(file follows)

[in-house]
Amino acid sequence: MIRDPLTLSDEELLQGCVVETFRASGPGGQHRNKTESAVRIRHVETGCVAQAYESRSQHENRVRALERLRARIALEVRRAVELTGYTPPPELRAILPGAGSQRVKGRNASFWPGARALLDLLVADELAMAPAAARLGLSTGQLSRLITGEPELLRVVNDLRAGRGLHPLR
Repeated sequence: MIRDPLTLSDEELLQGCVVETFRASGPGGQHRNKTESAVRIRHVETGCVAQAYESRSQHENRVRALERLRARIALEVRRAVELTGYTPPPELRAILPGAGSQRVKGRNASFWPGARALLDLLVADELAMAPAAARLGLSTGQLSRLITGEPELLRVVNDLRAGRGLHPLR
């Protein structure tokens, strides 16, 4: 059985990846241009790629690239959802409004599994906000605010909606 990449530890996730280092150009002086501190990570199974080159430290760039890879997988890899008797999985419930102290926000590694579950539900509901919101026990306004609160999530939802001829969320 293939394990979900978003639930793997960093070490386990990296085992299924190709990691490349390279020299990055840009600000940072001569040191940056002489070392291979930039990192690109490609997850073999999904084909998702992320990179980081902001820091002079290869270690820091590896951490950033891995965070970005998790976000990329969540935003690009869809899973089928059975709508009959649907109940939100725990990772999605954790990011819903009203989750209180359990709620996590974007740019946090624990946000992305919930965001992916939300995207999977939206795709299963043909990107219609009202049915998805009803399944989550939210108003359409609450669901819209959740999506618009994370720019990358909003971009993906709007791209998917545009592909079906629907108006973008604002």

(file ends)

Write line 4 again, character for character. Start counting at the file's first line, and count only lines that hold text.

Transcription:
């Protein structure tokens, strides 16, 4: 059985990846241009790629690239959802409004599994906000605010909606 990449530890996730280092150009002086501190990570199974080159430290760039890879997988890899008797999985419930102290926000590694579950539900509901919101026990306004609160999530939802001829969320 293939394990979900978003639930793997960093070490386990990296085992299924190709990691490349390279020299990055840009600000940072001569040191940056002489070392291979930039990192690109490609997850073999999904084909998702992320990179980081902001820091002079290869270690820091590896951490950033891995965070970005998790976000990329969540935003690009869809899973089928059975709508009959649907109940939100725990990772999605954790990011819903009203989750209180359990709620996590974007740019946090624990946000992305919930965001992916939300995207999977939206795709299963043909990107219609009202049915998805009803399944989550939210108003359409609450669901819209959740999506618009994370720019990358909003971009993906709007791209998917545009592909079906629907108006973008604002």